Friday, February 22, 2008

Three Girls and a Snow Day

Three little girls are sitting on my sofa. They are lounging deep on the soft cushions, each in a pose for maximum comfort. The sisters anchor the cousin, a grown up girl of NINE!!!! The six year old watches every movement as if taking mental notes, trying to emulate her actions. The four year old is just happy so have someone else to play with, unaware of the half answers from the older girls who sometimes get deep in their own world.

This is one of the rare opportunities that make me appreciate my status as an "at-home" mom. My cousin called me this morning and asked if I wouldn't mind watching her daughter, a snow day leaving her stranded for care for the 4th grader. "Sure," was my gravelly-voice reply, my countenance not fully awake after just one latte. My house, now dubbed "Funny Farm II" will be filled to capacity with my girls, my little cousin, and my son. Thank you God that my husband made a snack run last night!

I assumed my position as the lunch-maker and fade-into-the-woodwork observer. The girls had a language all their own. The day lay before them like a blank page. Tori needed to get her bearings of what to expect with a full day with her cousins. My baby girl had just fallen asleep for a morning nap, the six-year-old was also watching the movement to determine what they would do for the day. My son was cocooned beneath a mound of blankets and only made slightly noticeable noise when I asked him if he was hungry.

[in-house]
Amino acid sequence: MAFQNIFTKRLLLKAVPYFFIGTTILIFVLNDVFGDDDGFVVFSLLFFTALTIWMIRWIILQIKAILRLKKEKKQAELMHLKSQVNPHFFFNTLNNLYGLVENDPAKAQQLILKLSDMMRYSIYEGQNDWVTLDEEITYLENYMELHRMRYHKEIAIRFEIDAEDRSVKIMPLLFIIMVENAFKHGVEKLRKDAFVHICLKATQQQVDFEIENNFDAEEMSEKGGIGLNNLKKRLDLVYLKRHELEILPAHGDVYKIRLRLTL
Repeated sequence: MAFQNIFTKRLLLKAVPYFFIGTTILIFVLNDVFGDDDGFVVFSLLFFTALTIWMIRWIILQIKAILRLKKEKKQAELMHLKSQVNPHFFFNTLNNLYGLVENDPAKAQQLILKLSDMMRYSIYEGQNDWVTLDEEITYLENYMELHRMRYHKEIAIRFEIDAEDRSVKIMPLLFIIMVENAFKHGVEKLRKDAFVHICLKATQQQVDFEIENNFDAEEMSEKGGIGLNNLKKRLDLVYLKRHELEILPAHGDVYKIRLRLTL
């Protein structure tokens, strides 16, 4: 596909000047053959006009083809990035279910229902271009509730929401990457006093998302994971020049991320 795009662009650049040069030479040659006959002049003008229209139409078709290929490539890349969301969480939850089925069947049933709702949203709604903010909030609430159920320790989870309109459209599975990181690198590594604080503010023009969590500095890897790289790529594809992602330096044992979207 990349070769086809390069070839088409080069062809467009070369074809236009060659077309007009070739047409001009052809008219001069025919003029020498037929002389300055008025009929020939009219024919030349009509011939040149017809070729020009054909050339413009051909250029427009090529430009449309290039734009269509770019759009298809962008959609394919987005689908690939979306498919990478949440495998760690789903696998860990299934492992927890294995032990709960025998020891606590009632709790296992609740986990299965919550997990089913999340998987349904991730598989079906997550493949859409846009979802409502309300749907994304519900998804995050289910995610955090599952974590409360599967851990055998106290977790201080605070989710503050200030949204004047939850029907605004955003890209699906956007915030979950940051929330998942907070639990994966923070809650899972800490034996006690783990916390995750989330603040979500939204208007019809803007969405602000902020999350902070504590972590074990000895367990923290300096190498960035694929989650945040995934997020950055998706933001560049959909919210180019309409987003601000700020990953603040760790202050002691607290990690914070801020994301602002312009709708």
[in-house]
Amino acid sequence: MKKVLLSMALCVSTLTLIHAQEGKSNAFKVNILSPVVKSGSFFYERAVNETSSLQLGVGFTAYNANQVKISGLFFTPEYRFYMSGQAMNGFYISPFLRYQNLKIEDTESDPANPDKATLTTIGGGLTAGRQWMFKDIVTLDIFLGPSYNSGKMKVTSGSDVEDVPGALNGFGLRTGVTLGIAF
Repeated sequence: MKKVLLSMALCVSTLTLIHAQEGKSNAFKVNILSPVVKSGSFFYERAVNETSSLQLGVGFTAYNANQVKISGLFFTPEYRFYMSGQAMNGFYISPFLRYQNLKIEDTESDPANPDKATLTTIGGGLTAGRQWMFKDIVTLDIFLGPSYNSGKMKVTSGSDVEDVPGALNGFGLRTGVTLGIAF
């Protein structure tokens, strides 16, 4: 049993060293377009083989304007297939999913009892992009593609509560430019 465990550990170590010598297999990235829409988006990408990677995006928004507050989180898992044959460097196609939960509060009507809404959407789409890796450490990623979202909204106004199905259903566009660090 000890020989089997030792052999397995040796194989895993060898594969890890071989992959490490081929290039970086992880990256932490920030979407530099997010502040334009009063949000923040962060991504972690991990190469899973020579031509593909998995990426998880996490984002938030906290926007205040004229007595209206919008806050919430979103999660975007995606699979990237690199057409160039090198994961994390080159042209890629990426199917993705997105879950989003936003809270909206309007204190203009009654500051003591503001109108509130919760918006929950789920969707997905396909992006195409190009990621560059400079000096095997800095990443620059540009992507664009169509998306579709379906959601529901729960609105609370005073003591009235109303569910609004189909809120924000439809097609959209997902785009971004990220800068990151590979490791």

After the baggage that all little girls carry with them for a day out was put away, I made sure everyone was settled, turned the TV to PBS Kids, and quietly left the room to leave them to navigate their relationship. I could hear their laughter and the click click of computer keys as they ventured to the Build-A-Bear Workshop site. They appropriately, and in unison, uttered the "ewwwwwww" when the cartoon did some gross boy move like green glob oozing out of noses or something equally disgusting to girls. I smiled, this was a perfect snow day, sans snow, just freezing rain that rendered the roads impassable.

The day started quietly until the teenage son woke up and realized he had fresh meat in the house. Almost instantly with his descent downstairs,the squeals and running commenced at lightening speed. There was a blur of purple, blue, and orange as the kids raced by me through the kitchen and up the stairs like a herd of elephants. A house full of kids on a snow day!

They are settled down now, semi-cuddling up on the sofa, again nestled under a warm blanket, thawing out from a few minutes on the icy balcony. They made a game of trying to form snowballs and throw them down on my son who emerged from the house to see if there was any other teenage life on this Friday afternoon with no school. He was the lone being on the street so after a few good pelts from the girls, he decided to come in...except they locked him out! He screamed and begged and promised not to chase them if they would only open the door. In desperation he finally called home and asked mom to intervene. I implored the girls to open the door which they obediently did after coming back inside from the balcony. They did take their time descending the stairs and rounding the corner to the back door. I could hear them squealing and laughing at the shivering and shaking teen. They let him in and took off like an Olympic runner out-of-the-starting block. They ran up the stairs and slammed the bedroom door, jumping in my bed and to safety. Moments later, my son came through the other door charging them with chilling him to the bone. Everyone was laughing and tussling. It was a fun moment.

Three little girls, nuzzled up on the sofa after a full day of play. Snow days are cool, especially when cousins are around for an unexpected play day, and when mom can stay home. Pretty nice.

No comments:

Post a Comment

Thoughtful dialogue is appreciated.

Featured Post

In the Time Since

 A year ago, after a difficult summer, I made the choice to center my voice, myself, and not stay in the shadow of networks that stifled lif...